Sunday, February 7, 2010
A few days ago I read in the Dhaka, Bangladesh newspaper about a horrible accident that had occurred. A city bus had negligently run over a 5 year old boy and his mother. The boy was dead and his mother was in critical condition, but survived a head injury. As it turned out, the bus driver had a bogus drivers license. The bus had no mirror on the left-hand side where the accident occurred. The local newspaper headline screamed, “Menace-bus.”
I was shocked by the comment of the detained bus driver, Shamshur Rahman, “We have no hand in road accidents, as Allah decides it.”1 This reflects an Islamic world view. Personal responsibility is not an issue, everything is God’s will. Never mind that we didn’t have a mirror and the driver was unproven. It was Allah’s will. Rahman’s shirking of any responsibility seems to conflict with the spontaneous response of some of the passengers who “mildly” beat him before his arrest according to the paper.
Bad stuff happens.
In February 1946, Miss Toshinki Sasaki lay in a Japanese hospital in depression. She was hovering near death from physical and emotional injuries sustained in the atomic explosion at Hiroshima six months earlier. She had become “morbid and depressed” because of her circumstances and radiation sickness. She would be a semi-cripple for life due to a leg shattered in the blast. She was not a Christian, but a friend of Miss Sasaki called for a Catholic Priest to visit Sasaki. On his second visit, Father Kleinsorge, also a Hiroshima survivor who himself would have chronic illnesses for life due to the effect of the A-bomb, was asked “‘If your God is so good and kind, how can he let people suffer like this?’ She made a gesture which took in her shrunken leg, the other patients in her room, and Hiroshima as a whole. ‘My child,’ Father Kleinsorge said, ‘man is not now in the condition God intended. He has fallen from grace through sin.’”2 It is man’s sinful condition that leads to evil, hurt, and destruction. Somehow this Christian explanation of the evil that fills this world chimed with Miss Sasaki. Why should this weak, ailing Priest spend his energy to visit her? Her depression began to lift. Her body healed. And eventually she took baptism and became an outstanding Christian, serving orphans.
It is the Christian worldview that provides an adequate answer to the question of Miss Sasaki. “If your God is so good and kind, how can he let people suffer like this?” We must note that it’s not only Christianity, but Islam, ancestor worship, Shintoism, and every other religion and worldview that have to answer this question. Even the atheist. Which answer leads to hope and life? The evils and tragedies that befall us are not God, but are the result of the sin-filled world we live in. It is mankinds sins in general that open the door for evil in the world. Not because of the individual sins of a little Muslim boy or a young Japanese girl does bad stuff happen to them. We all share in the responsibility. It is our corporate sin that has led to this. Pain. Injustice. God is not punishing us. He is feeling our pain, as He did in Christ’s death, and He is reaching out to console and give us hope to go on as He did to a young Japanese girl in a hospital in 1946. “For God did not send his Son into the world to judge the world, but that the world should be saved…”3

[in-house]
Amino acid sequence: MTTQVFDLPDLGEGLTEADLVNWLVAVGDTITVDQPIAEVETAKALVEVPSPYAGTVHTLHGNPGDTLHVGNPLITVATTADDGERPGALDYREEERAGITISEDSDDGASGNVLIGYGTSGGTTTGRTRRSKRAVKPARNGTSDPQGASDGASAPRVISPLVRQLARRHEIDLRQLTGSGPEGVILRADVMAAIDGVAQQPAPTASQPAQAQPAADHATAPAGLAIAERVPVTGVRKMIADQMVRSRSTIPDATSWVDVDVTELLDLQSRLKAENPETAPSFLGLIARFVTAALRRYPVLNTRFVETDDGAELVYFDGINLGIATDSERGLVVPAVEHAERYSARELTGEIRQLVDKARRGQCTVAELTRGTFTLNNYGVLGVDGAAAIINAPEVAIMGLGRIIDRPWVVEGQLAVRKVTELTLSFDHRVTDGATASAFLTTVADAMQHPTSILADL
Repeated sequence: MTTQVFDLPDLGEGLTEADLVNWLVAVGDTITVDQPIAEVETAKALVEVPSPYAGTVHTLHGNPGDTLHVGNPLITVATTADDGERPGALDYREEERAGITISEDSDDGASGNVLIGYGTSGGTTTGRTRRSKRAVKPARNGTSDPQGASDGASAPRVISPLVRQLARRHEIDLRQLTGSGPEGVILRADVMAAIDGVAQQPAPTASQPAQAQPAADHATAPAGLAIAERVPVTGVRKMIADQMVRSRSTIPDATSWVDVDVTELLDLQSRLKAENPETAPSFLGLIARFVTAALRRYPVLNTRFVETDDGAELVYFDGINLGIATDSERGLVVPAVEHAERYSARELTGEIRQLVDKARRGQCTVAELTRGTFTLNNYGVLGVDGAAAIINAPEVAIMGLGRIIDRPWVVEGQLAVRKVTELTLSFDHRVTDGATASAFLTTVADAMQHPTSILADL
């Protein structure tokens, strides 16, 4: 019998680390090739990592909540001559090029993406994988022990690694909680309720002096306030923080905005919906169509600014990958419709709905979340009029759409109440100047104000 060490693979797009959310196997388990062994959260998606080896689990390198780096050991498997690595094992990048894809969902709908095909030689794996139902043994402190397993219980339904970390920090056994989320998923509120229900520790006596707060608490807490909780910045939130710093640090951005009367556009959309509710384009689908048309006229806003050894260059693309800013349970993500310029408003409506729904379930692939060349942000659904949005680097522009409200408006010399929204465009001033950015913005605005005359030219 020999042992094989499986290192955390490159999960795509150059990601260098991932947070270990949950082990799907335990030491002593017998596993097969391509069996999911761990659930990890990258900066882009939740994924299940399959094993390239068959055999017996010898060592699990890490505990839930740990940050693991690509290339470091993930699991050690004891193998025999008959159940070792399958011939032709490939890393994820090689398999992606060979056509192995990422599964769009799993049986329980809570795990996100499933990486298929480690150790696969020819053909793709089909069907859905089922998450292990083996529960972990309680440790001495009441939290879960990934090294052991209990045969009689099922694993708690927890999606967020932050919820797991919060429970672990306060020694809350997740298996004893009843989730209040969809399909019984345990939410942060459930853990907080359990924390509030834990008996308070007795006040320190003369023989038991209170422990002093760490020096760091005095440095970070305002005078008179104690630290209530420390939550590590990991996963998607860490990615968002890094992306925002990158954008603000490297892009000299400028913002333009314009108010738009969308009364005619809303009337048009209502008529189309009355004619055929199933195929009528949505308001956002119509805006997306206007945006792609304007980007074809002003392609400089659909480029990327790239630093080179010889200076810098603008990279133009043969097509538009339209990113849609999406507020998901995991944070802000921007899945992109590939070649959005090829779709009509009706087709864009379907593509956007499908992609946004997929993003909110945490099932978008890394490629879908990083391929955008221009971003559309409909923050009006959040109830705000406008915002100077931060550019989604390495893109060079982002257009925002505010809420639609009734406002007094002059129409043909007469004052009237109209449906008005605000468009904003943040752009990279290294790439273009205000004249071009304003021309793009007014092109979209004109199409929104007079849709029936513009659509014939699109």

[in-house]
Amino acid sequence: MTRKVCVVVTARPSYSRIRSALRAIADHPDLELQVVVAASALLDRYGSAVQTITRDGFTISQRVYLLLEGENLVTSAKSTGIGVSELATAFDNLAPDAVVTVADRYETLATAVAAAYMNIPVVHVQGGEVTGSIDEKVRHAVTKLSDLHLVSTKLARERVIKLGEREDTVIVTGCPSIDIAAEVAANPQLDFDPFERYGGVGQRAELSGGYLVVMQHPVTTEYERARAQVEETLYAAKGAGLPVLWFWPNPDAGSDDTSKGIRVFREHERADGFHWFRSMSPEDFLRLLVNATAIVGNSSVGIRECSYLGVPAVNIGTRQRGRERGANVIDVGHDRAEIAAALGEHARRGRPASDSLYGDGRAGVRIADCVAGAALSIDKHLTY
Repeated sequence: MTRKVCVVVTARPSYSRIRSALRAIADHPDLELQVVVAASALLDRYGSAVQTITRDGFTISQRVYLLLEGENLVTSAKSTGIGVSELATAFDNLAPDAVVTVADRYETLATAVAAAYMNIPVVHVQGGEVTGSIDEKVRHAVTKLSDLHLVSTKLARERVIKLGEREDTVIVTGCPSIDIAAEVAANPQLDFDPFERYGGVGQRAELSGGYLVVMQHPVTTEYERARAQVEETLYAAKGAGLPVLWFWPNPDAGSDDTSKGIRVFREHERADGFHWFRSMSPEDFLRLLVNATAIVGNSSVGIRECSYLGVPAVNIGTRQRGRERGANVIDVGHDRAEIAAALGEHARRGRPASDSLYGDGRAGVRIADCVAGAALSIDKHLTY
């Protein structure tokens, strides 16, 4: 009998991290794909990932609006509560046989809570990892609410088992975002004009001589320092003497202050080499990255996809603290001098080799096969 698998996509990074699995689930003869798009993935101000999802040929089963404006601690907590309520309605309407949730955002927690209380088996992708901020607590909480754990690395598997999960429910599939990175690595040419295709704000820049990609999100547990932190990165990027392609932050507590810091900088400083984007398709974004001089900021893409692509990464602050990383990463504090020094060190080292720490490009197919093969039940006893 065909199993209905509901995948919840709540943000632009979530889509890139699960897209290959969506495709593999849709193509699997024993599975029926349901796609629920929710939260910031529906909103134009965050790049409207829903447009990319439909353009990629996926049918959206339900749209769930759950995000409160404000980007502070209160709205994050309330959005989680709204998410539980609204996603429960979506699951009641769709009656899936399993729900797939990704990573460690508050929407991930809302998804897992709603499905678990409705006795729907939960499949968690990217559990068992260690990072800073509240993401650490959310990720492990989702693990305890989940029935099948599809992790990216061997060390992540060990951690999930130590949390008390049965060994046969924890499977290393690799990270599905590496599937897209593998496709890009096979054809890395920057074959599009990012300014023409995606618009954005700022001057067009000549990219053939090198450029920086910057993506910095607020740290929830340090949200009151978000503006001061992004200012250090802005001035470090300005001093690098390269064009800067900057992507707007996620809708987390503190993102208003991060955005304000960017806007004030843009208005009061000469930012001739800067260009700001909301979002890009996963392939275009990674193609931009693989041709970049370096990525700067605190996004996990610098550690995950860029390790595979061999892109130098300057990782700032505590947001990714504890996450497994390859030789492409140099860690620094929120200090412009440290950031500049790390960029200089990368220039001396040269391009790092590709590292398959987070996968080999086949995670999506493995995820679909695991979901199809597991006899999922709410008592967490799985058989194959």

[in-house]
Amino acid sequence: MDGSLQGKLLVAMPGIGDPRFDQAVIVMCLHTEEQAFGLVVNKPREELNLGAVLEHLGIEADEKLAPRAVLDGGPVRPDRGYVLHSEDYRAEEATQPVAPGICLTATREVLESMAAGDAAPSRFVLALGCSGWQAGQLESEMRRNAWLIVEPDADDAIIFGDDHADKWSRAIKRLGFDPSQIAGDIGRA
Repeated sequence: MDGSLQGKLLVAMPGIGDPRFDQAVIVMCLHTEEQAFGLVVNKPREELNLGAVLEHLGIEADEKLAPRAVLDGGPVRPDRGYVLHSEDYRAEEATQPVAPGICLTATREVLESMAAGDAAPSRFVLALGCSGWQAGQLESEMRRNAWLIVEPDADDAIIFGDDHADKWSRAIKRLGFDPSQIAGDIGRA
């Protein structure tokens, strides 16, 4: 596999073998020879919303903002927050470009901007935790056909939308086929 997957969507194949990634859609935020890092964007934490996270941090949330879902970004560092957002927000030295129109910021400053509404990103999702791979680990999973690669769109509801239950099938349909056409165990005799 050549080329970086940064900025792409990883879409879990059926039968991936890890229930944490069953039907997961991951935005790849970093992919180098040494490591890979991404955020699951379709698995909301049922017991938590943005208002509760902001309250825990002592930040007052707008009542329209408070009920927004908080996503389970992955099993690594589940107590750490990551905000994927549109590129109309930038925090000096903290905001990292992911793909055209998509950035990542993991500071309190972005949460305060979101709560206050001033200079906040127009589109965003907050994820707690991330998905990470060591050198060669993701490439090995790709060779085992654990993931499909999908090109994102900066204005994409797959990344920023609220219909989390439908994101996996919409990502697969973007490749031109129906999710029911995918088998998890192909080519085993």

1 The Daily Star, “Menace – Bus,” Dhaka (Vol. XX No. 22) Thursday February 4, 2010
2 John Hersey, “Hiroshima,” (United States: First Vintage Books, 1989) p 83
3 John 3:17 (New American Standard Bible
Quotes of Note ... The Invisible World
“Spiritual warfare is learning to recognize the strategies, refusing to cooperate with them, and aggressively cutting off the schemes of the devil in Jesus’ name.” Dean Sherman
“those who protest that God cannot exist because there is too much evil evident in life… Evil exists; therefore, the Creator does not. That is categorically stated… If evil exists, one must assume that good exists in order to know the difference. If good exists, one must assume that a moral law exists by which to measure good and evil. But if a moral law exists, must not one posit an ultimate source of moral law, or at least an objective basis for a moral law? By an objective basis, I mean something that is transcendingly true at all times, regardless of whether I believed it or not.” Ravi Zacharias
“But the Devil is no big threat to God’s purposes; he is not even remotely comparable in power. He has been given a limited time before his final judgment to try to prove his case, just as all other moral beings who have chosen to live in rebellion against heaven.” W.A. Pratney
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